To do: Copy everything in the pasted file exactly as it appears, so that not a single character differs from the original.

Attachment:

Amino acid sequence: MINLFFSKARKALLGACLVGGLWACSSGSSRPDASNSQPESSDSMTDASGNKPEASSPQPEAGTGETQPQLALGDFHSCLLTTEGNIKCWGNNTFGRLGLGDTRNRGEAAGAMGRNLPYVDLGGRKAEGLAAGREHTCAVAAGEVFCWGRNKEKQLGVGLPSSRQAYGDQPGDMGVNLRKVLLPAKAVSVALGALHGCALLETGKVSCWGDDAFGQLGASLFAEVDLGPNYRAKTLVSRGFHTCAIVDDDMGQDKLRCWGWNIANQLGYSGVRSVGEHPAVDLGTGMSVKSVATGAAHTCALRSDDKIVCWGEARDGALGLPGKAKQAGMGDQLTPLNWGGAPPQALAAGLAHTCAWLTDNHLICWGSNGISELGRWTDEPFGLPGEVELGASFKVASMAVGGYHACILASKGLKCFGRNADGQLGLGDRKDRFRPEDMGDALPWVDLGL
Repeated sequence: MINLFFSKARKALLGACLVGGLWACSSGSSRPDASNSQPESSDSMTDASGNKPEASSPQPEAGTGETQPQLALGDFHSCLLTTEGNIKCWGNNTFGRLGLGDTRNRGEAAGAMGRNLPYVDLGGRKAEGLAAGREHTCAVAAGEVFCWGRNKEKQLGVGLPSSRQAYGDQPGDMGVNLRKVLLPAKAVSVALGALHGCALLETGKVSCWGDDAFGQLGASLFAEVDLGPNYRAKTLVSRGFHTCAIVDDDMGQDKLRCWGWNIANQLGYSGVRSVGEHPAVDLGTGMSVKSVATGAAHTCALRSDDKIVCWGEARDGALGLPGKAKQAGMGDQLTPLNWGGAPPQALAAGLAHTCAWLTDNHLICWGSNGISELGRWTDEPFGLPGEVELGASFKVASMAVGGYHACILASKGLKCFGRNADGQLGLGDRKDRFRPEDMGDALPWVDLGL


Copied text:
Amino acid sequence: MINLFFSKARKALLGACLVGGLWACSSGSSRPDASNSQPESSDSMTDASGNKPEASSPQPEAGTGETQPQLALGDFHSCLLTTEGNIKCWGNNTFGRLGLGDTRNRGEAAGAMGRNLPYVDLGGRKAEGLAAGREHTCAVAAGEVFCWGRNKEKQLGVGLPSSRQAYGDQPGDMGVNLRKVLLPAKAVSVALGALHGCALLETGKVSCWGDDAFGQLGASLFAEVDLGPNYRAKTLVSRGFHTCAIVDDDMGQDKLRCWGWNIANQLGYSGVRSVGEHPAVDLGTGMSVKSVATGAAHTCALRSDDKIVCWGEARDGALGLPGKAKQAGMGDQLTPLNWGGAPPQALAAGLAHTCAWLTDNHLICWGSNGISELGRWTDEPFGLPGEVELGASFKVASMAVGGYHACILASKGLKCFGRNADGQLGLGDRKDRFRPEDMGDALPWVDLGL
Repeated sequence: MINLFFSKARKALLGACLVGGLWACSSGSSRPDASNSQPESSDSMTDASGNKPEASSPQPEAGTGETQPQLALGDFHSCLLTTEGNIKCWGNNTFGRLGLGDTRNRGEAAGAMGRNLPYVDLGGRKAEGLAAGREHTCAVAAGEVFCWGRNKEKQLGVGLPSSRQAYGDQPGDMGVNLRKVLLPAKAVSVALGALHGCALLETGKVSCWGDDAFGQLGASLFAEVDLGPNYRAKTLVSRGFHTCAIVDDDMGQDKLRCWGWNIANQLGYSGVRSVGEHPAVDLGTGMSVKSVATGAAHTCALRSDDKIVCWGEARDGALGLPGKAKQAGMGDQLTPLNWGGAPPQALAAGLAHTCAWLTDNHLICWGSNGISELGRWTDEPFGLPGEVELGASFKVASMAVGGYHACILASKGLKCFGRNADGQLGLGDRKDRFRPEDMGDALPWVDLGL